By Shayla Gasca
Since it opened nearly seven years ago, the 2400 building has faced dozens of issues.
The latest of those issues came nearly five years ago, in the form of a strange fish smell. The smell was found to have originated from “food stuffs.” Mold was also discovered.
The district submitted a lab sample to make sure the mold, which has been building up for years, was not a risk to the health of students or employees. Hazard Management Services Inc. has reported that the results will not affect anyone’s health.
In issue 26.12, The Express reported on issues pertaining to the 2400 building but not all information had been made available at that time.
According to Staff Assistant to Student Services, Sheri Moore’s email, which was sent to all staff, “sampling performed by HMS, Inc., indicates that this building does not have an indoor air quality issue affecting the health of individuals working or visiting the building.”
President Barry Russell, who declined to comment about the building, has asked Vice President of the Administrative Services, Jeffrey Kingston, to be in charge of the 2400 “sick building.”
According to Kingston, the procedure in fixing the building’s problem is a step-by-step process.
The first thing M&O tested was the outside air. They then tested the air inside the building to check if it is below Cal/OSHA Permissible Exposure Limit (PEL). The results showed the inside air is normal, which means it is below PEL.
For the rest of the steps, M&O have been trying to check the rest of the building in order to find the smell.
As stated by HMS, in order to prevent more mold from growing, the skylight fixtures must be replaced. The cause of the mold and fish smell is water leaking into the skylights.
“My guess,” Kingston said, “is that the smell is coming from the gas that is from the sewer line.”
HMS are also investigating where exactly the water leakages are located in the building.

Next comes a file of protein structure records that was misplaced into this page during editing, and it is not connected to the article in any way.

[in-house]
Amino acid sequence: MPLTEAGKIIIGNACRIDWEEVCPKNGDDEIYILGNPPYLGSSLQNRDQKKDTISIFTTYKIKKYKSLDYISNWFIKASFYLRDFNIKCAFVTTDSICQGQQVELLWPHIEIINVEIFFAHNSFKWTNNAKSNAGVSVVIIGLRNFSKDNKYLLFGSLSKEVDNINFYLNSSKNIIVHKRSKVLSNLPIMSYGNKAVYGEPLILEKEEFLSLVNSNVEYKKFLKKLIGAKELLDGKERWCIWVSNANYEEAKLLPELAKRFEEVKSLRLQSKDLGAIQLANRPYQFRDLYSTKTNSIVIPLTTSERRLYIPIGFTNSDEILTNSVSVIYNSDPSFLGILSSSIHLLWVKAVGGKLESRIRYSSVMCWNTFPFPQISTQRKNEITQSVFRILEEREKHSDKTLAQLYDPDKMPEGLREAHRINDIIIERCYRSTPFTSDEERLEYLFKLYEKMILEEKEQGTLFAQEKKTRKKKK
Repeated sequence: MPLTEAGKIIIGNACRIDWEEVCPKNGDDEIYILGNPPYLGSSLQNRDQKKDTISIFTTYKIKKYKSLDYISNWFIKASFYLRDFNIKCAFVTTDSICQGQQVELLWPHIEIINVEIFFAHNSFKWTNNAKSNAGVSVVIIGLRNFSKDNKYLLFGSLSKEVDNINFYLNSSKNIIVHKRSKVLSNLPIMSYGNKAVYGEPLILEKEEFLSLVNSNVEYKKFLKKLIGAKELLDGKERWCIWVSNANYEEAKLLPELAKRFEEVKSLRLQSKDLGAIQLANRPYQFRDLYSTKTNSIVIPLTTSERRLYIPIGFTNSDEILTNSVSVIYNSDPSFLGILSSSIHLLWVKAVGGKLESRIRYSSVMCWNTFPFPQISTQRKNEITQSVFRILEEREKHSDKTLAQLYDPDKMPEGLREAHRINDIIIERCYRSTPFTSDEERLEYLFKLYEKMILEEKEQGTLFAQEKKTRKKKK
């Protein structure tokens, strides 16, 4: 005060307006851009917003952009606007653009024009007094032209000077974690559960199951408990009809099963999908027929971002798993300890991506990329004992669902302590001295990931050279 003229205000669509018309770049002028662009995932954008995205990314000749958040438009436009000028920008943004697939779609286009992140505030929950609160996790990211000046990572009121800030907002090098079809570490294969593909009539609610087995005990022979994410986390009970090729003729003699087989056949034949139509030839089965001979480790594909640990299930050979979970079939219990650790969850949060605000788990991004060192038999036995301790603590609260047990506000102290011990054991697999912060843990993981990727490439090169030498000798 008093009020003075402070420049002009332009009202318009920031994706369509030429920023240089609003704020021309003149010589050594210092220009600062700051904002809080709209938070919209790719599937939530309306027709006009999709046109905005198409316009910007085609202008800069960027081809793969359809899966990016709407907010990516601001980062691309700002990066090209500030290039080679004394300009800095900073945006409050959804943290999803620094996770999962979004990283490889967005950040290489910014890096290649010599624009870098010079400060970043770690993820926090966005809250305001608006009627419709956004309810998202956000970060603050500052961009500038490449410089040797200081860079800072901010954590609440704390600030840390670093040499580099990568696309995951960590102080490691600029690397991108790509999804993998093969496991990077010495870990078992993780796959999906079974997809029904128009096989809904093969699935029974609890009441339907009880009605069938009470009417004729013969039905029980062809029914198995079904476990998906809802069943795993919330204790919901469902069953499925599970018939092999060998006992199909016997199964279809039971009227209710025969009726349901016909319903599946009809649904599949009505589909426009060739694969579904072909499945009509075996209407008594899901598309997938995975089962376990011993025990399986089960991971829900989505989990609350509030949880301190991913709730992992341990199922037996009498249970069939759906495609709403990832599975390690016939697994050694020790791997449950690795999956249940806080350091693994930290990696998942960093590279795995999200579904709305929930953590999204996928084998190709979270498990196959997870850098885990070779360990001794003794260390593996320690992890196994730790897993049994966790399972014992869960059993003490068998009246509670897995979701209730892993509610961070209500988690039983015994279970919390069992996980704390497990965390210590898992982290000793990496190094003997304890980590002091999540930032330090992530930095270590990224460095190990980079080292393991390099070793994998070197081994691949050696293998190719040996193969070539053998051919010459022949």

Based on Microbial Lift tape results, there was mold growth due to food and water being present in the skylights. Also, yeast was found on the samples.
The mold found is called Penicillium/Aspergillus and was found in the main hallway. According to the test results the Penicillium/Aspergillus mold is highly unlikely to be the problem of the smell, and is a very common type of mold.
Kingston and M&O have decided to bring in methane gas testing equipment to test the whole building.
“It’s a sniffer basically,” Kingston said, “it smells for methane.”
Since the smell comes and goes at random times and days, Kingston decided to place a “sniffer” in the building to test the air every 15 minutes and reports every test.
“That’s (the) best way to do it.” Kingston said.
Faculties and students have noticed the smell has not been in the building for the past few weeks.
ESL instructor, Marilyn Marquis said “I haven’t smelled anything, at least for a few weeks.”
The smell seems to only arrive when there is no air circulation going through the building. Spanish instructor Catherine Suarez says that this is a problem that has been addressed.
Suarez says, “Since the time we’ve been working with Jeff all of a sudden there’s this very breezy hallway that’s almost cold,” Suarez adds, “I hope that the plan isn’t to just keep the hallway always cold to mask the smell.”
Both Suarez and Marquis are upset about the building’s mold and smell. They want more answers on how it’s going to be fixed and what is it that’s causing the problem.
Marquis said that she hasn’t seen or heard of anything having to do with Kingston’s plan for the building.
When Suarez was emailed the lab test results, she was angry on how long it took to receive them, knowing the district and the president had the results a week before it got sent out to all the staff.
After she read the results of the test she contacted the head person in charge of the HMS. She had found out that HMS was asked to only test in certain places in the building and nowhere else.
Suarez says, “It was shocking to me that very specific areas of the hallways were targeted for the measurements. “
Marquis believes that it’s embarrassing for the college that the building isn’t being well maintained.
She says, “Clearly they’re not taking it seriously.”
Suarez explains that when Kingston first arrived at the building he believed the smell came from the custodian’s storage room.
After 5 years of the 2400 building being filled with a fish smell, the LPC administration has finally developed a step-by-step plan to solve the issue.